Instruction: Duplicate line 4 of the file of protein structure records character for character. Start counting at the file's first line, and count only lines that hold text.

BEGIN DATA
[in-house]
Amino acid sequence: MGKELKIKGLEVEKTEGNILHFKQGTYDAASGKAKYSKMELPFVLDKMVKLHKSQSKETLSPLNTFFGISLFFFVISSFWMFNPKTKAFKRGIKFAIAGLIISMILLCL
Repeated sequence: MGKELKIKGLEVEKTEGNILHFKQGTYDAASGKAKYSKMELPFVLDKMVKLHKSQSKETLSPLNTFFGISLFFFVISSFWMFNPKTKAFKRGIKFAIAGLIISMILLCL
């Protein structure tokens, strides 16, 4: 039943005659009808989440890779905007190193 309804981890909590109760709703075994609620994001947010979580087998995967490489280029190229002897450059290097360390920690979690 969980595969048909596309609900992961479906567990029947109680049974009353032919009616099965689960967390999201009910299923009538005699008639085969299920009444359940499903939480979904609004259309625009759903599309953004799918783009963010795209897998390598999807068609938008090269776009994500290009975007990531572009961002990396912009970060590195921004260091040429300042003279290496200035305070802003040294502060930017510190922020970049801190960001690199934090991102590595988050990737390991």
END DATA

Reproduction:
């Protein structure tokens, strides 16, 4: 039943005659009808989440890779905007190193 309804981890909590109760709703075994609620994001947010979580087998995967490489280029190229002897450059290097360390920690979690 969980595969048909596309609900992961479906567990029947109680049974009353032919009616099965689960967390999201009910299923009538005699008639085969299920009444359940499903939480979904609004259309625009759903599309953004799918783009963010795209897998390598999807068609938008090269776009994500290009975007990531572009961002990396912009970060590195921004260091040429300042003279290496200035305070802003040294502060930017510190922020970049801190960001690199934090991102590595988050990737390991």